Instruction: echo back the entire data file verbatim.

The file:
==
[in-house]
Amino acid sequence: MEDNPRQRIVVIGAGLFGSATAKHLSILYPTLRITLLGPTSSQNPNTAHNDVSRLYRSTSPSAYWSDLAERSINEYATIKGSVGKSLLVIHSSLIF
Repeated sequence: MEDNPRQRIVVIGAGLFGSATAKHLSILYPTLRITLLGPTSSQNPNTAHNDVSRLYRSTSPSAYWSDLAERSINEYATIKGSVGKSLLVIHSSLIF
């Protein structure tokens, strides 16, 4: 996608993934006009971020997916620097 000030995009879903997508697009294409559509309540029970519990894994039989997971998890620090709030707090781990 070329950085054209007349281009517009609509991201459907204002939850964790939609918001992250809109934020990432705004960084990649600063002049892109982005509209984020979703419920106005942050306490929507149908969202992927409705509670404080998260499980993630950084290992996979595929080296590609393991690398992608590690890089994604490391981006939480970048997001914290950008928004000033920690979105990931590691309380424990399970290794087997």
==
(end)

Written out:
[in-house]
Amino acid sequence: MEDNPRQRIVVIGAGLFGSATAKHLSILYPTLRITLLGPTSSQNPNTAHNDVSRLYRSTSPSAYWSDLAERSINEYATIKGSVGKSLLVIHSSLIF
Repeated sequence: MEDNPRQRIVVIGAGLFGSATAKHLSILYPTLRITLLGPTSSQNPNTAHNDVSRLYRSTSPSAYWSDLAERSINEYATIKGSVGKSLLVIHSSLIF
């Protein structure tokens, strides 16, 4: 996608993934006009971020997916620097 000030995009879903997508697009294409559509309540029970519990894994039989997971998890620090709030707090781990 070329950085054209007349281009517009609509991201459907204002939850964790939609918001992250809109934020990432705004960084990649600063002049892109982005509209984020979703419920106005942050306490929507149908969202992927409705509670404080998260499980993630950084290992996979595929080296590609393991690398992608590690890089994604490391981006939480970048997001914290950008928004000033920690979105990931590691309380424990399970290794087997």